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Effects of ocean acidification on different life history stages of northern abalone (Haliotis kamtschatkana) Crim, Ryan Nathanial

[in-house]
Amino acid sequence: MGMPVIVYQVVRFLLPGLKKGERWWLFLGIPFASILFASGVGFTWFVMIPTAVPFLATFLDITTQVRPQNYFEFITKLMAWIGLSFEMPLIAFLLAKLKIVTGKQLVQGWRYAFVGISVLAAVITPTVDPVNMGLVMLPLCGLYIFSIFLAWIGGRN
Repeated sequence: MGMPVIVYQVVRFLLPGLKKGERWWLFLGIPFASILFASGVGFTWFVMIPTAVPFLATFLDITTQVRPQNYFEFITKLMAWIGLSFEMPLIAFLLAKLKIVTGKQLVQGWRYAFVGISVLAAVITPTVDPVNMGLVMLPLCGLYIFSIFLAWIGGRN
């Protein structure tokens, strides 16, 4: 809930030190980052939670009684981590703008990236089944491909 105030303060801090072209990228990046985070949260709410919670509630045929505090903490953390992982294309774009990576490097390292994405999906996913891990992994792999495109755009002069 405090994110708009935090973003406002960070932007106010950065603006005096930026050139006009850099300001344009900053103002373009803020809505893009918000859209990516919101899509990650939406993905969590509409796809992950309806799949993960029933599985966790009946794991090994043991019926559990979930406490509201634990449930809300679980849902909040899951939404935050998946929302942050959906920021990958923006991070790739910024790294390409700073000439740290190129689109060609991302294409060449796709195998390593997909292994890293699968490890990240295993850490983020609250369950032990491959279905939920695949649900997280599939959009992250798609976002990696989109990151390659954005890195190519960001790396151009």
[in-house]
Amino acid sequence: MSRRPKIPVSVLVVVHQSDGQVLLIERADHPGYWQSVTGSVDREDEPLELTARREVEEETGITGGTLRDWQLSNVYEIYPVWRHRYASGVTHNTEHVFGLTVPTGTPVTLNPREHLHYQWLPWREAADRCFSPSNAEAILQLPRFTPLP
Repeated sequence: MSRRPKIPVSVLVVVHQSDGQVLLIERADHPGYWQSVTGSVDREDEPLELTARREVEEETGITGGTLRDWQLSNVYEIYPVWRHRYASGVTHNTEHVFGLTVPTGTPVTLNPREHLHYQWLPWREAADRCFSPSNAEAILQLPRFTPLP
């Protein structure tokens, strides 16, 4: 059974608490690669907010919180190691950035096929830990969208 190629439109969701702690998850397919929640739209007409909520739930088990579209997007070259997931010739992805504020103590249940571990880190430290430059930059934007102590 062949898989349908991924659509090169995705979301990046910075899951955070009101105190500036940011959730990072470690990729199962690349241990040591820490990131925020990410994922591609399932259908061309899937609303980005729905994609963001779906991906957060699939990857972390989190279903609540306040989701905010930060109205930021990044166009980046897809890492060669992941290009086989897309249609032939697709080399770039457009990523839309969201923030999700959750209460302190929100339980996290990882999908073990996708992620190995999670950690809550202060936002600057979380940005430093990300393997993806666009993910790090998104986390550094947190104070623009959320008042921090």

Anthropogenic atmospheric CO₂ levels are rapidly increasing; however, much of this CO₂ (ca. 30%) dissolves into the surface ocean (upper 200 m) where it reacts with seawater and disrupts both ocean pH and carbonate chemistry, a process termed ocean acidification. Average pH of the surface ocean has already decreased by 0.1 units since the beginning of the Industrial Revolution and is expected to drop another 0.2 to 0.4 units by the end of this century. Of primary concern is the potential for ocean acidification to dramatically disrupt biological processes, especially biogenic calcification. Different life history stages may also be affected in different ways. Furthermore, interactions between ocean acidification and other environmental perturbations are often non-additive and thus result in non-predictive outcomes. Here, I investigate the effects of ocean acidification on different life history stages of an endangered abalone, Haliotis kamtschatkana. I reared larvae and adults under elevated CO₂ conditions (800 and 1800 ppm), representing levels expected by the end of this century and beyond. Adults were also reared under two temperatures (9 and 12°C) to investigate interactions between CO₂ and temperature. Larval survival, shell size and shell morphology were negatively affected by elevated CO₂. At 1800 ppm, almost all larvae completely lacked a shell. Adults seem more tolerant of elevated CO₂. Survival, growth and feeding rates were unaffected by elevated CO₂, at either temperature. Early life history stages may be more sensitive due to differences in calcification processes. Near future levels of ocean acidification may dramatically impair early development of H. kamtschatkana but later life history stages may be more tolerant. Since H. kamtschatkana population growth is thought to be currently limited by successful fertilization, decreases in larval survival may have severe consequences for the recovery of this endangered species. Efforts to mitigate the dramatic population decline of H. kamtschatkana will need to consider the potential repercussions of ocean acidification.

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